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Hello and welcome to another post on Renaissance Woman.

I do intend to move on to looking at the Hebrew letter Mem but, before I do that, I have come across another side path I have found it necessary to take.  I hope to be back to my main study track next week but we’ll have to see how it goes.

In last week’s post, I wrote; “The call to all mankind now is ‘Come!’” and included the scripture references Matthew 11:27-29, John 7:37-38, and Revelation 22:17.  To these three I ought to perhaps have added John 12:32 which says, “And I, if I am lifted up from the earth, will draw all peoples to Myself” which is a spectacular scripture I would love to hear more teaching on as I have only come across one.  There are other passages of scripture I could include but I think these four make clear that the call to return to the heart of God does go out to all mankind.  Perhaps though, as you read last week’s post, a passage popped into your head and you wondered, if it is true the call to Come! is to all mankind, then what does this passage mean?  It certainly popped into my head but I did not have the space to address it in last week’s post.  I am doing so this week and thus my brief foray down this side path.

The passage that popped into my mind was Matthew 22:14: “For many are called but few are chosen”. It is Jesus’ closing statement to the parable of the Marriage of the King’s Son.  You can read the parable in Matthew Chapter 22 verses 1-14 but, briefly, it is this: A king has arranged a marriage for his son and he sends his servants out to call those who were invited to the wedding.  The invited ones were not willing to come so his servants went to them a second time telling them all was ready.  Again, those invited refused to come.  Some busied themselves with tasks and others abused and killed the servants.  The king is angry and, after dealing quite harshly with those invited, tells his servants to go out and gather all they could find and bring them to the wedding.  The servants do so and verse 10 says “both bad and good” were brought to the wedding hall.  The king comes out to see the guests and finds one man who did not have on a wedding garment.  The king asks how the man managed to get in without a wedding garment and the man has nothing to say.  The king tells his servants to “bind him hand and foot, take him away, and throw him into outer darkness; there will be weeping and gnashing of teeth” (verse 13).  Then, Jesus ends the parable by saying “For many are called, but few are chosen.”

I read through the parable and found the act of choosing was all on the side of both those invited and those gathered by the servants.  The parable is not describing auditioning for the kingdom of heaven as in the call goes out and so we come with our very best ideas of what we think the caller wants and then he decides if we get the part or not based on how close we came to the ideal.  In describing Jesus’ statement in verse 14, the Abingdon Bible Commentary says, “This is a detached saying.  By it Jesus could only have meant that while many hear the word calling to repentance it is only a few who respond to the call.”I have a quibble with the word “repentance” but I’ll address that in a bit.  I do see that whether or not one was chosen was based on how they responded.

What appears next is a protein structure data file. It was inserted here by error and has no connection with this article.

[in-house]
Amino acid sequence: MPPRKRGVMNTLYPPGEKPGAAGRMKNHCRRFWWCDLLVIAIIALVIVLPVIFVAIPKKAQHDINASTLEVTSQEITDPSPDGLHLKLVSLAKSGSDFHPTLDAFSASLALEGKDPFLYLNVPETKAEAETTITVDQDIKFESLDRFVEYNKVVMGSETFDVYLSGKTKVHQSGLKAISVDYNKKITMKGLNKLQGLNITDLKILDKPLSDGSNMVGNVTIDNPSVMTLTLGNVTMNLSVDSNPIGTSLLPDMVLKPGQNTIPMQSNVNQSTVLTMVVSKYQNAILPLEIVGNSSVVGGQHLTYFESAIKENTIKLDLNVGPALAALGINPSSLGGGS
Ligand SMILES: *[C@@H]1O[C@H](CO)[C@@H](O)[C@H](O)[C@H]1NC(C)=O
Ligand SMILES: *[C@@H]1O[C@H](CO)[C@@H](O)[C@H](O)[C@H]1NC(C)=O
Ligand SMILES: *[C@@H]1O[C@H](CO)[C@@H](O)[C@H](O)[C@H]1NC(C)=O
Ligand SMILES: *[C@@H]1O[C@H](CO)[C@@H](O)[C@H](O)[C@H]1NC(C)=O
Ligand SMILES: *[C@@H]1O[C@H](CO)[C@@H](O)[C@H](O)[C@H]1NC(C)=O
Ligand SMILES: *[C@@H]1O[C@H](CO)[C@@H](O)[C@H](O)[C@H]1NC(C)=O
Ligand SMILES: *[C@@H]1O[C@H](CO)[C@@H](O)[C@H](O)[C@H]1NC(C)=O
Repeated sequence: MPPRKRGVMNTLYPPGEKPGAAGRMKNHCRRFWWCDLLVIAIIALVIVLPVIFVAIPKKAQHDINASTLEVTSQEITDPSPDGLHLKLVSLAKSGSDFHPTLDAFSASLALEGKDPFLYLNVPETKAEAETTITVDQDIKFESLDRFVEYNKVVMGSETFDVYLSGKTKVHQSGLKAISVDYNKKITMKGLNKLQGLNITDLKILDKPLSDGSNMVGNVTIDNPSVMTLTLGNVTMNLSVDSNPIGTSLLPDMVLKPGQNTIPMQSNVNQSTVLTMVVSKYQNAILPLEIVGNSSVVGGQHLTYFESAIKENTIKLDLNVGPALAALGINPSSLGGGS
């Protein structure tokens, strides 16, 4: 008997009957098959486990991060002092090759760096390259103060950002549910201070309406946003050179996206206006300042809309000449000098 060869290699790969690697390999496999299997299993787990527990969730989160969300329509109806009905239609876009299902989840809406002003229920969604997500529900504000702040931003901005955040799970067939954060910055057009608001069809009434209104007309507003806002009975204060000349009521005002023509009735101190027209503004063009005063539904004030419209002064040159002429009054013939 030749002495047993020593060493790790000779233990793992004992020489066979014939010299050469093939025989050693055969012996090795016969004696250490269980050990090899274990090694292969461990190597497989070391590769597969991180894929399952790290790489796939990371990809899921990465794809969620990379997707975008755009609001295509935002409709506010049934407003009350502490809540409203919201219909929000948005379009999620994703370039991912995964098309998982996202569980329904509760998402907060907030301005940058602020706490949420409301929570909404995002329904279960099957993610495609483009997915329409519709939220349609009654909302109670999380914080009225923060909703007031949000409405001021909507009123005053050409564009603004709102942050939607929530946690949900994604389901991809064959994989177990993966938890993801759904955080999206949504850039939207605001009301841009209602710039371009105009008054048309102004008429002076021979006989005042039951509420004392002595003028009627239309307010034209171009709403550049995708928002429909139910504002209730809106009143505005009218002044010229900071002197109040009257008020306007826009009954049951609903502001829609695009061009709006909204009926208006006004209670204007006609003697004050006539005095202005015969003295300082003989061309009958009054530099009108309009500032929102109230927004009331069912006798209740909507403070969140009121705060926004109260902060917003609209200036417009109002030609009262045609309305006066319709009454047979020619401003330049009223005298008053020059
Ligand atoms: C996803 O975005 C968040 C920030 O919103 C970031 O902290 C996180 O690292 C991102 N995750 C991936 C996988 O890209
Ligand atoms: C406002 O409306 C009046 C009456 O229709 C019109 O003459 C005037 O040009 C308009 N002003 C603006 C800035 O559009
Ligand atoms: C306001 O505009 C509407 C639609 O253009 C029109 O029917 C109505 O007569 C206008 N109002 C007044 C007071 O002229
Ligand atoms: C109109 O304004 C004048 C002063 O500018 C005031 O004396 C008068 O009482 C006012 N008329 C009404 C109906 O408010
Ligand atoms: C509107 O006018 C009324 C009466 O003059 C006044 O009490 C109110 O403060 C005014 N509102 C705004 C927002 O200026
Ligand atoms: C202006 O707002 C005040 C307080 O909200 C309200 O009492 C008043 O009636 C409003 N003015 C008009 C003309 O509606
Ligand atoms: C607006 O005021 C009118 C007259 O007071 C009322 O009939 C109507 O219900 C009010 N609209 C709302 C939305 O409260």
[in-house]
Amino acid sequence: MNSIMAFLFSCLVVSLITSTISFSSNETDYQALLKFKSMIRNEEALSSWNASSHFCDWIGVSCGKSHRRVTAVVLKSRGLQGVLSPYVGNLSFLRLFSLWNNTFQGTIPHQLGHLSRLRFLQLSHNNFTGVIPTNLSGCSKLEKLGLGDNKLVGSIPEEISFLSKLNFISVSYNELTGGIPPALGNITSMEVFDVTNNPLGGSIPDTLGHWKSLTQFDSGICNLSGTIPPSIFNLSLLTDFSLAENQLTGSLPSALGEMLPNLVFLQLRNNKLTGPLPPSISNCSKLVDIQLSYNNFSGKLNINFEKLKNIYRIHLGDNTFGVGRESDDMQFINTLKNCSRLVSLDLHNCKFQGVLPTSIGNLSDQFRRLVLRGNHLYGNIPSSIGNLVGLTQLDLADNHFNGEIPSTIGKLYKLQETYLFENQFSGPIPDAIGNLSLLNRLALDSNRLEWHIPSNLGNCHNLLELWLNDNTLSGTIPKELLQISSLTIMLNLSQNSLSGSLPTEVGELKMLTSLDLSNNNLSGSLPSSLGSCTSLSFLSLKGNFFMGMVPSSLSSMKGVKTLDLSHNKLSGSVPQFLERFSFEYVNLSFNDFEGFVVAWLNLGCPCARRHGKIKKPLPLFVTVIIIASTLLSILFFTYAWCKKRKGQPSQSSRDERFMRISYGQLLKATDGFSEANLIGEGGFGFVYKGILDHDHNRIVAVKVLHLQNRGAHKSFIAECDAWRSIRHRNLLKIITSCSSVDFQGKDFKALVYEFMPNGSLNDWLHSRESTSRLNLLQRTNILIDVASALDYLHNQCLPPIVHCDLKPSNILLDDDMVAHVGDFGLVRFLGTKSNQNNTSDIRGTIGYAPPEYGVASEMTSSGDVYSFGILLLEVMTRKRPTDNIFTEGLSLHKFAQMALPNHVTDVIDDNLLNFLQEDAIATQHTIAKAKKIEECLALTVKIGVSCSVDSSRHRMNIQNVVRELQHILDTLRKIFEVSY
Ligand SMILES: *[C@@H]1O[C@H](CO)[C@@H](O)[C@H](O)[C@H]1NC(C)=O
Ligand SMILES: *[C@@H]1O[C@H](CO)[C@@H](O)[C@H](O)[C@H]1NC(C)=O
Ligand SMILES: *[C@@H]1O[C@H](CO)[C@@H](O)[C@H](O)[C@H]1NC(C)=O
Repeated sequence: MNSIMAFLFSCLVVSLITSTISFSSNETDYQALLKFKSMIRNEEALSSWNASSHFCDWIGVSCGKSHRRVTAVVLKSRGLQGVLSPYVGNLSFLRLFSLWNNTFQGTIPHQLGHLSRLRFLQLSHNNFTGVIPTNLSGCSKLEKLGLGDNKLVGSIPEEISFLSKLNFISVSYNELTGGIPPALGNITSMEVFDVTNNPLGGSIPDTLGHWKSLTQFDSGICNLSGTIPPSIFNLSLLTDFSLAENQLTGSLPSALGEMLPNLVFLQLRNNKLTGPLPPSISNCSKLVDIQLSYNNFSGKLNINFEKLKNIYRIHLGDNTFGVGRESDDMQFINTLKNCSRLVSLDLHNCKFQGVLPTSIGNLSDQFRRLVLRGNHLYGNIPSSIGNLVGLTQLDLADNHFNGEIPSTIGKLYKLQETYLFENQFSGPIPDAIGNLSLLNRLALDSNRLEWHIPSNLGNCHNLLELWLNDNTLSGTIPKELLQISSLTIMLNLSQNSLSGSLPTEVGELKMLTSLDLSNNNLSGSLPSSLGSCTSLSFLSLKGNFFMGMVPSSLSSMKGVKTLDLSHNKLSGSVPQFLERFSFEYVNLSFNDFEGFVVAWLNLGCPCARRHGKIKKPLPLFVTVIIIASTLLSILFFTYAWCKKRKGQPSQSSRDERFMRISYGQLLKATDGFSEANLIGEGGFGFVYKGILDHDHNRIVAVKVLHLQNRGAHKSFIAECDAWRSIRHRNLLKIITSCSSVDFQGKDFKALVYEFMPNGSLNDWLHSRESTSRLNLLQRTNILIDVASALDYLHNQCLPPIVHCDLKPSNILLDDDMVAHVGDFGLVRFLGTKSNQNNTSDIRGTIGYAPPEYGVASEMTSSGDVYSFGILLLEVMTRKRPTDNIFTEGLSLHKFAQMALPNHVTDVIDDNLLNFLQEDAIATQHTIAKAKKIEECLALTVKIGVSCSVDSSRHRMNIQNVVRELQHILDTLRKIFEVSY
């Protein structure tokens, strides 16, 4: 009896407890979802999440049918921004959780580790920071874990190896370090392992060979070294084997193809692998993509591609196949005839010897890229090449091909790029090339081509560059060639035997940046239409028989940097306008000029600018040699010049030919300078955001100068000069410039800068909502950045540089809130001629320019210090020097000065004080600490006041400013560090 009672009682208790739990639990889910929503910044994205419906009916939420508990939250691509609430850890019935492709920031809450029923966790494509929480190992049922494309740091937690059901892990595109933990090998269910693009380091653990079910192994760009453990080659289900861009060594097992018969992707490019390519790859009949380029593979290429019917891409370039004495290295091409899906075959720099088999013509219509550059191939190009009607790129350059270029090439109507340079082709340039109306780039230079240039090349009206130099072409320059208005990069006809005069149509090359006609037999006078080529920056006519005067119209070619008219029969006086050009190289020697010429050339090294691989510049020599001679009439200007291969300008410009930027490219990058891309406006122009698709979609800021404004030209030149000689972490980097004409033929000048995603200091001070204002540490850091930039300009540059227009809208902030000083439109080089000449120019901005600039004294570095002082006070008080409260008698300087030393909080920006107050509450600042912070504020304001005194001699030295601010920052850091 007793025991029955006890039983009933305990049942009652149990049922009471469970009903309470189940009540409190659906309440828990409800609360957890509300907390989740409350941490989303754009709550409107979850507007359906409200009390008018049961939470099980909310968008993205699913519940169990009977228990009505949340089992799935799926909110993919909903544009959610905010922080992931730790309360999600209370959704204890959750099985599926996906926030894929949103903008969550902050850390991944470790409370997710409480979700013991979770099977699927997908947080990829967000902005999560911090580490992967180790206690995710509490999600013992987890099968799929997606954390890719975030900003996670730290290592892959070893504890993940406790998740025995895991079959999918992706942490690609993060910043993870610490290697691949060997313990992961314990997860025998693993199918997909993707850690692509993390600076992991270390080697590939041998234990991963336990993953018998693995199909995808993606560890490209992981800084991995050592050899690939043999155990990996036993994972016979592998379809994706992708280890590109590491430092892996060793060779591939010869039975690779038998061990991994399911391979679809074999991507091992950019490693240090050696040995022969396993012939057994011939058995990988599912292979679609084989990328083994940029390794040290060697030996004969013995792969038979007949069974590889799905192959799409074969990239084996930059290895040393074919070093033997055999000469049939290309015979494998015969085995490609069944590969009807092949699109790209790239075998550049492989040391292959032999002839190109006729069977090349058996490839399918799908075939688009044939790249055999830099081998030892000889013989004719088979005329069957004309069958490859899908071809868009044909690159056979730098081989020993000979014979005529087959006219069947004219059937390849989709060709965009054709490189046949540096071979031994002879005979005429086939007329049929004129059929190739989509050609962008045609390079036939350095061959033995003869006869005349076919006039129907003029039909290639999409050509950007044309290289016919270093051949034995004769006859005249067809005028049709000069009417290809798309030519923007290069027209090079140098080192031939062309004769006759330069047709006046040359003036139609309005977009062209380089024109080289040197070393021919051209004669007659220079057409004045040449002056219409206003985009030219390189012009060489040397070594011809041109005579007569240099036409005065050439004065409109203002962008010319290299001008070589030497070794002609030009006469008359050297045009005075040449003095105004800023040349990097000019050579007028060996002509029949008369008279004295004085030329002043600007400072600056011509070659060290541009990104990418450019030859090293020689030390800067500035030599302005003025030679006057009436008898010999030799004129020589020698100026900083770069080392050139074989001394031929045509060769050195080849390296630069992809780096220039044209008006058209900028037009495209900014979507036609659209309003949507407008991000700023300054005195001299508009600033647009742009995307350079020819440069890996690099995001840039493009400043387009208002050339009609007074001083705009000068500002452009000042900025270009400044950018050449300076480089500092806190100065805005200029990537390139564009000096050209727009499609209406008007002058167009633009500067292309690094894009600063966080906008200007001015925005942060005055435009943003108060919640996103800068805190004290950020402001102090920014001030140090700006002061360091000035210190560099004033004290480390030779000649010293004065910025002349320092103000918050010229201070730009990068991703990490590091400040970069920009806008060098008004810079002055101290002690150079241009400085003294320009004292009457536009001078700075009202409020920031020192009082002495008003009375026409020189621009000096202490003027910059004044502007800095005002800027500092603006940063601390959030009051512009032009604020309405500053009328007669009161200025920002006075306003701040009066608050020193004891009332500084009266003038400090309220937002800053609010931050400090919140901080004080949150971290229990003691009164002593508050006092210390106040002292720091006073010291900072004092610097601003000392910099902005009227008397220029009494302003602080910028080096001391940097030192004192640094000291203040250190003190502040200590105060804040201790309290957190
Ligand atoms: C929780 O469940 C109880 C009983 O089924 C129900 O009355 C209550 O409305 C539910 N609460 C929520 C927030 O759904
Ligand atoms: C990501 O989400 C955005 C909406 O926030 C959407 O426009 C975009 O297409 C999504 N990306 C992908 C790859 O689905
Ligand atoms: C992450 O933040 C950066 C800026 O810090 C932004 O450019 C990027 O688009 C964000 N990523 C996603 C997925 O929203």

There is so much to be learned from this parable but I don’t want to stray too far from the main path of my Isaiah 45:7 study.  I will thus put a pin in this parable and will perform an in depth study at a later time.  In this post, I want to look at the responses of the various parties and especially at the one man who was found without a wedding garment.  Those who were of the invited ones chose not to come.  Those gathered from the highways by the servants came but would have had no time to procure a wedding garment.  Both the Abingdon Commentary and the commentary on this parable in The Passion Translation point this out.  The Passion Translation says, “Those invited to come from the streets had no opportunity to buy wedding clothes.  This wedding robe is a picture of the garment of righteousness that grace provides for us.  The man without the wedding garment had one provided but he didn’t want to change into new clothes.  A change is necessary, for our King provides garments of white linen for us to wear, our wedding garments” and then references Isaiah 52:1, Revelation 19:8 (TPT).2

Ellicot’s Bible Commentary describes how this providing of a wedding garment was a custom of the day: “The framework of the parable probably presupposes the Oriental custom of providing garments for the guests who were invited to a royal feast.  Wardrobes filled with many thousand garments form part of the wealth of every Eastern prince (6:19; Jas. 5:2), and it was part of his glory (II Kings 10:22), to bring them out for use on state occasions.  On this assumption, the act of the man who was found “not having a wedding garment” was one of willful insult.  The “wedding garment” is nothing less than the “holiness” without which no man shall see the Lord (Heb. 12:14), and that holiness, as in the framework of the parable and in the realities of the spiritual life, Christ is ever ready to impart to him who truly believes”.3

I don’t know about you but, whenever I come across scripture references used to back up a statement, I look them up.  As I looked at the scriptures referenced in Ellicot’s Bible Commentary, I did not see that providing a wedding garment was indeed an ancient custom.  That cannot be inferred from those specific scriptures.  I checked through my history books and could not find a reference to that custom.  My history books do have examples of garments being given as gifts and there are examples of this in scripture as well.  (See Genesis 45:22, 2 Kings 5:22, Esther 8:15).  The internet did not help me as I searched for examples of kings providing wedding garments.  I was unable to find one but I did find that this was indeed a custom is a belief almost universally held.  That’s good enough for me at this moment.  I will continue to look into it-and if anyone does know of a reference, please let me know-but, for now, I put a pin in that as well.